64. The storage medium of claim 63, the controlled intersymbol interference channel comprising a partial response channel.
65. The storage medium of claim 64, the partial response channel comprising a partial response class-IV (PR4) channel.
66. The storage medium of claim 64, the partial response channel comprising an extended partial response class-IV (EPR4) channel.
67. The apparatus of claim 19, wherein the means for identifying the survival path for input symbol comprises one of means for decision feedback equalizing and means for minimum mean square equalizing.
68. The method of claim 31, wherein the step of identifying the survivor path for input symbol comprises the step of one of decision feedback equalizing and minimum mean square equalizing.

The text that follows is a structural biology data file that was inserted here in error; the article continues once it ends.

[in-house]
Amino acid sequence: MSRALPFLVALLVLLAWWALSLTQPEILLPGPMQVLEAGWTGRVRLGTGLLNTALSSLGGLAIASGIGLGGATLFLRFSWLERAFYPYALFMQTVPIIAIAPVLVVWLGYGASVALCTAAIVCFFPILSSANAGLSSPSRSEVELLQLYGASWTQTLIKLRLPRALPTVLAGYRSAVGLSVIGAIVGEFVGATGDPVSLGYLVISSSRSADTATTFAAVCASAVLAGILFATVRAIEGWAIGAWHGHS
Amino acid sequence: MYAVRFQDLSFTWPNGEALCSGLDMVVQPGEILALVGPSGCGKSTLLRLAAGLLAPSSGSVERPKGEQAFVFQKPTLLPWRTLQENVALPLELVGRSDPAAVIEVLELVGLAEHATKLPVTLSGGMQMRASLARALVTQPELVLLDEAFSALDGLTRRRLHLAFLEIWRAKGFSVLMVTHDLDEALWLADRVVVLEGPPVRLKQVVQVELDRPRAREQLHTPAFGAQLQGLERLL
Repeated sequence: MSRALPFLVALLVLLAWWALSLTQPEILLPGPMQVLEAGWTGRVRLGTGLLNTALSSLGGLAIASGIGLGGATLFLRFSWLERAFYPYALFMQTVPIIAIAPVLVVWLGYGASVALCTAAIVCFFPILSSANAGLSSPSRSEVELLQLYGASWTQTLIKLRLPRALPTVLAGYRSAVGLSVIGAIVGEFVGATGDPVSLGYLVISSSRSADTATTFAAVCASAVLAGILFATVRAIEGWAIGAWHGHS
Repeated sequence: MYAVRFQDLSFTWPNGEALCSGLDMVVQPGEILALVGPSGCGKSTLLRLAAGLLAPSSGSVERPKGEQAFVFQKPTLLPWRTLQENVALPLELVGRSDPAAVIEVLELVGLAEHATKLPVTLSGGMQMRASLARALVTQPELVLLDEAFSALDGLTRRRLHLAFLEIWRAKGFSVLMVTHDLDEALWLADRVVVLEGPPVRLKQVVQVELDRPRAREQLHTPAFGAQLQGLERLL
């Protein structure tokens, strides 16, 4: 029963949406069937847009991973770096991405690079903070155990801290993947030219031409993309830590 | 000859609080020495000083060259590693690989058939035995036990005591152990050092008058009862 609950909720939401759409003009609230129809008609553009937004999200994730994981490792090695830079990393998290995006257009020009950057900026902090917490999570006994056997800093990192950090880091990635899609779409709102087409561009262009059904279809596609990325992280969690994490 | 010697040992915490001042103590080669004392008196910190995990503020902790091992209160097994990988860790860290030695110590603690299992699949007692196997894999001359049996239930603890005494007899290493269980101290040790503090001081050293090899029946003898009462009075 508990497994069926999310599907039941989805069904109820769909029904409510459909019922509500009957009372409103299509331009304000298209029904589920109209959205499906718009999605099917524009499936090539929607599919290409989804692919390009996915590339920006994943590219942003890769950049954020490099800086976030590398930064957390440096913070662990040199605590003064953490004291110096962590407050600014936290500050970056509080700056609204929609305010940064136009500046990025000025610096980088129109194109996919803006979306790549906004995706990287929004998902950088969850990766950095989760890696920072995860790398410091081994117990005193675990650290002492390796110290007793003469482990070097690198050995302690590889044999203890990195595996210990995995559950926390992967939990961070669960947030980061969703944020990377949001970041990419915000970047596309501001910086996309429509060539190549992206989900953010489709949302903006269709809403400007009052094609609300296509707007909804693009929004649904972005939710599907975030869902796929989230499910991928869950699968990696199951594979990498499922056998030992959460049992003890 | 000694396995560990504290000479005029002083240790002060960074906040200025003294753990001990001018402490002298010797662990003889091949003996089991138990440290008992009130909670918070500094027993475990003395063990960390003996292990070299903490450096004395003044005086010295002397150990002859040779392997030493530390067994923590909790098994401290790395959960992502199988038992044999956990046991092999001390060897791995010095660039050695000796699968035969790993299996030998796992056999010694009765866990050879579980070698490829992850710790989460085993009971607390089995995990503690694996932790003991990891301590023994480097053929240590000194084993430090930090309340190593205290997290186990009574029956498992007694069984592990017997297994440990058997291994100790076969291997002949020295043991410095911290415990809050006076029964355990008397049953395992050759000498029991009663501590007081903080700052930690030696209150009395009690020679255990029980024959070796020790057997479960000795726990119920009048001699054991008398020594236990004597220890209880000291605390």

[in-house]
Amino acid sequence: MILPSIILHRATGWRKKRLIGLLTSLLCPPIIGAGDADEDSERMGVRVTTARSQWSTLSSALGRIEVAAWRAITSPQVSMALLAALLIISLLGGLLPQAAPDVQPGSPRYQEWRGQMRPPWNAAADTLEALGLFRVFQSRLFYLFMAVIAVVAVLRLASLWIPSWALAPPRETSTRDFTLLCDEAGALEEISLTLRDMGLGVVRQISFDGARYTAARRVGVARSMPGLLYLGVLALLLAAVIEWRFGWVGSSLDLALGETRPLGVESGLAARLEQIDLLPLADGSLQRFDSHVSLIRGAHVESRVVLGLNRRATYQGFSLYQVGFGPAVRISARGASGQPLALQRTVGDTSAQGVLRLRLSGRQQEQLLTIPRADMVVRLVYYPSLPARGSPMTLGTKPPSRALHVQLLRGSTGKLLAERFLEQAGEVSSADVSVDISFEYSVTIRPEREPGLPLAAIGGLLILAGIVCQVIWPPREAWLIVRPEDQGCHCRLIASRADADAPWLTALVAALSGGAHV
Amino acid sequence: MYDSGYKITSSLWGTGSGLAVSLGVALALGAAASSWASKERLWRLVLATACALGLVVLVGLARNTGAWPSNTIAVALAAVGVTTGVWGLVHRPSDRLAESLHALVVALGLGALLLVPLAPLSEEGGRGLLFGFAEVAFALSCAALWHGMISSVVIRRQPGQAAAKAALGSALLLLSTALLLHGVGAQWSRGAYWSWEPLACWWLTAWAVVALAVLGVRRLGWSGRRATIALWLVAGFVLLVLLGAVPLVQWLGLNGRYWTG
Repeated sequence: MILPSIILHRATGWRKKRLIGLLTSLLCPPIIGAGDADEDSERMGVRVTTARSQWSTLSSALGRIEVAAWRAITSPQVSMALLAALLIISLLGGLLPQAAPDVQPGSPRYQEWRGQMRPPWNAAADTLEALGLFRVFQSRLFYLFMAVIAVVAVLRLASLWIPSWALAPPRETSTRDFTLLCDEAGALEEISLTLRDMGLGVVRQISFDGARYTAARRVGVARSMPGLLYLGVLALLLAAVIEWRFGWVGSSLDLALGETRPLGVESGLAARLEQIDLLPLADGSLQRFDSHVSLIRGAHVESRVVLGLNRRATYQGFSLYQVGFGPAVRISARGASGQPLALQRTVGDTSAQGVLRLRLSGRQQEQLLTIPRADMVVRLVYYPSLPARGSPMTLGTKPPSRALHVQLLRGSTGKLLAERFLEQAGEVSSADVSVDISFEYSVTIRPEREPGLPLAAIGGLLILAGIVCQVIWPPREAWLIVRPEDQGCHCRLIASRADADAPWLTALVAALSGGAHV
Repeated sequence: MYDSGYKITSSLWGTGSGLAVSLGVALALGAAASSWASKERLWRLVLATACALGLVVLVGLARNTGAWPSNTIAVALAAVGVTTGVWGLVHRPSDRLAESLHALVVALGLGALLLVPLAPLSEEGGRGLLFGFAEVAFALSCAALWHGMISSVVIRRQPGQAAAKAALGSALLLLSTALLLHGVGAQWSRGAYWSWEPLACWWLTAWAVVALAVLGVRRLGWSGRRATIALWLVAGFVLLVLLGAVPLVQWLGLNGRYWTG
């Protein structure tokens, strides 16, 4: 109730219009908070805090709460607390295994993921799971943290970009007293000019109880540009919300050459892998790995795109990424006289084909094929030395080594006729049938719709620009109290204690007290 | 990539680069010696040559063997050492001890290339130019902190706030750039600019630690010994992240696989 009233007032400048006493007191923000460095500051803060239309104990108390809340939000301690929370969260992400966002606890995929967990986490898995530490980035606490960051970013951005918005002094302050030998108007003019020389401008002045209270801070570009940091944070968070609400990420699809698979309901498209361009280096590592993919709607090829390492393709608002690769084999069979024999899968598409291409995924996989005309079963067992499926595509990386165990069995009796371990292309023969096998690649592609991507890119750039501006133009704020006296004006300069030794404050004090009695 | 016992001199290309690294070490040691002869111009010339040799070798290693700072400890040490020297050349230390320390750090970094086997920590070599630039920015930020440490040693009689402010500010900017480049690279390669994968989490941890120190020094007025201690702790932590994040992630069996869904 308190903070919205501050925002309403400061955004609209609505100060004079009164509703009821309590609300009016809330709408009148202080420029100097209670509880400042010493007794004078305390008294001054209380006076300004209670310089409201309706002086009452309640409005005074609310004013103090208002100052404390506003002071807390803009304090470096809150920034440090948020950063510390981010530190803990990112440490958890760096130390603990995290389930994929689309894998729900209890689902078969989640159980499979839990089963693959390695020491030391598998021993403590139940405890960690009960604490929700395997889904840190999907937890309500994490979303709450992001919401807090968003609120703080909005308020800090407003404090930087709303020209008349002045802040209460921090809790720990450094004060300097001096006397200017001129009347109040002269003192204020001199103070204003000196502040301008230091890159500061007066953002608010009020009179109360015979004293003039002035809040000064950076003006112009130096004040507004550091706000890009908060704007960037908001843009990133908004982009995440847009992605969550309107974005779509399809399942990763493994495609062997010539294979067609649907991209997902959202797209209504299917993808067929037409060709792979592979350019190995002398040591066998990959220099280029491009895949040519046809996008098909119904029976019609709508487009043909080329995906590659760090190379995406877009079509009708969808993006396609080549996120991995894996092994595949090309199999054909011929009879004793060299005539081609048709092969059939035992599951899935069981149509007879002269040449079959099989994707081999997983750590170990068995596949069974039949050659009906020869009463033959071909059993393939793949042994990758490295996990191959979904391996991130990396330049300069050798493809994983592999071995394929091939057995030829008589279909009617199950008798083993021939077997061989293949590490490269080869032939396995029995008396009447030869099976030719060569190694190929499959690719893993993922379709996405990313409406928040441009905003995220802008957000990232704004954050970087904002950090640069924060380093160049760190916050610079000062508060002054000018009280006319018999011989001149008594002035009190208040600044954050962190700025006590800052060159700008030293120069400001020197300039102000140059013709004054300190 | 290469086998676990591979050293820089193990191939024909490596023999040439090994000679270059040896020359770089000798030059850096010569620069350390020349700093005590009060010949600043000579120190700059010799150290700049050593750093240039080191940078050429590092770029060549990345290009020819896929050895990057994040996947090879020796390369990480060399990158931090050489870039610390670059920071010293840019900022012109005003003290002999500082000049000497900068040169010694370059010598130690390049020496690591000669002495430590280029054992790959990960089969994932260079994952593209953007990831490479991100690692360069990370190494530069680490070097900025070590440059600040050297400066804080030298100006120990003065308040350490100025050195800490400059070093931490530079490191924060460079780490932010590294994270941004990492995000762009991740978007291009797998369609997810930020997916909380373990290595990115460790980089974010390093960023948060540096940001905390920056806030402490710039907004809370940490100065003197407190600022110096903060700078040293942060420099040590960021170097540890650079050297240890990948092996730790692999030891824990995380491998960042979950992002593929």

69. The method of claim 37, wherein the step of identifying the survivor path for the input symbol comprises the step of one of decision feedback qualizing and minimum means square equalizing.
70. The method of claim 43, wherein the step of identifying the survivor path for the input symbol comprises the step of one of decision feedback equalizing and minimum mean square equalizing.
71. The storage medium of claim 49, wherein to identify the survivor path for the input symbol, the software includes instructions for causing the computer to one of decision feedback equalize and minimum mean square equalize.
72. The medium of claim 55, wherein to identify the survivor path for the input symbol, the software instructions for causing the computer to one of decision feedback equalize and minimum mean square equalize.
73. The storage medium of claim 61, wherein to identify the survivor path for the input symbol, the software includes instructions for causing the computer to one of decisioin feedback equalize and minimum mean square equalize.